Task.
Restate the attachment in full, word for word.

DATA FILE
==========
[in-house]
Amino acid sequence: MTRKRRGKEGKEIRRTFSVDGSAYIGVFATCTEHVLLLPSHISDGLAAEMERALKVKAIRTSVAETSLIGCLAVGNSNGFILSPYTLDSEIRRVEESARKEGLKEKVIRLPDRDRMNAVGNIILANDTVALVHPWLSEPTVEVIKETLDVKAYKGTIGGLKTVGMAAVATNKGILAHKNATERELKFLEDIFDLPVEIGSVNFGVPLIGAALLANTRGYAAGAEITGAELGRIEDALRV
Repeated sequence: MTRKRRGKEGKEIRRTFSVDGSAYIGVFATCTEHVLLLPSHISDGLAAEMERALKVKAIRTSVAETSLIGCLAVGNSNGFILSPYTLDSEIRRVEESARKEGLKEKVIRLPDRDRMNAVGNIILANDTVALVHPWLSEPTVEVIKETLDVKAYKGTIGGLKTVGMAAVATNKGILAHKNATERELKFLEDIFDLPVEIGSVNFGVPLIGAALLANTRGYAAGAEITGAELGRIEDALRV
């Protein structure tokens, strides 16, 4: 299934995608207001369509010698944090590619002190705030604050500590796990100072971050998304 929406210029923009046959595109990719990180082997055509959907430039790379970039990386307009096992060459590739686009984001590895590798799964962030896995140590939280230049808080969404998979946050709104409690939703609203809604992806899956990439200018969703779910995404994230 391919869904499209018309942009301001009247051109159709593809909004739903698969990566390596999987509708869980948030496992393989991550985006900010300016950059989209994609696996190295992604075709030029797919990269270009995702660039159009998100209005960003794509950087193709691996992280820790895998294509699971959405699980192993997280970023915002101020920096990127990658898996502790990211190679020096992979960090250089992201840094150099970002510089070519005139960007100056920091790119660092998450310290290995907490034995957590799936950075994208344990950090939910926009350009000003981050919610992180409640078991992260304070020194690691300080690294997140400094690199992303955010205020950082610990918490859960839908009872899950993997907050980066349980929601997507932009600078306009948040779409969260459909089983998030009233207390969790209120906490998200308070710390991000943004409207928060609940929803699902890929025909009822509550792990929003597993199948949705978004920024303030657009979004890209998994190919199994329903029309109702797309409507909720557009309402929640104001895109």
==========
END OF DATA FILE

[in-house]
Amino acid sequence: MTRKRRGKEGKEIRRTFSVDGSAYIGVFATCTEHVLLLPSHISDGLAAEMERALKVKAIRTSVAETSLIGCLAVGNSNGFILSPYTLDSEIRRVEESARKEGLKEKVIRLPDRDRMNAVGNIILANDTVALVHPWLSEPTVEVIKETLDVKAYKGTIGGLKTVGMAAVATNKGILAHKNATERELKFLEDIFDLPVEIGSVNFGVPLIGAALLANTRGYAAGAEITGAELGRIEDALRV
Repeated sequence: MTRKRRGKEGKEIRRTFSVDGSAYIGVFATCTEHVLLLPSHISDGLAAEMERALKVKAIRTSVAETSLIGCLAVGNSNGFILSPYTLDSEIRRVEESARKEGLKEKVIRLPDRDRMNAVGNIILANDTVALVHPWLSEPTVEVIKETLDVKAYKGTIGGLKTVGMAAVATNKGILAHKNATERELKFLEDIFDLPVEIGSVNFGVPLIGAALLANTRGYAAGAEITGAELGRIEDALRV
């Protein structure tokens, strides 16, 4: 299934995608207001369509010698944090590619002190705030604050500590796990100072971050998304 929406210029923009046959595109990719990180082997055509959907430039790379970039990386307009096992060459590739686009984001590895590798799964962030896995140590939280230049808080969404998979946050709104409690939703609203809604992806899956990439200018969703779910995404994230 391919869904499209018309942009301001009247051109159709593809909004739903698969990566390596999987509708869980948030496992393989991550985006900010300016950059989209994609696996190295992604075709030029797919990269270009995702660039159009998100209005960003794509950087193709691996992280820790895998294509699971959405699980192993997280970023915002101020920096990127990658898996502790990211190679020096992979960090250089992201840094150099970002510089070519005139960007100056920091790119660092998450310290290995907490034995957590799936950075994208344990950090939910926009350009000003981050919610992180409640078991992260304070020194690691300080690294997140400094690199992303955010205020950082610990918490859960839908009872899950993997907050980066349980929601997507932009600078306009948040779409969260459909089983998030009233207390969790209120906490998200308070710390991000943004409207928060609940929803699902890929025909009822509550792990929003597993199948949705978004920024303030657009979004890209998994190919199994329903029309109702797309409507909720557009309402929640104001895109």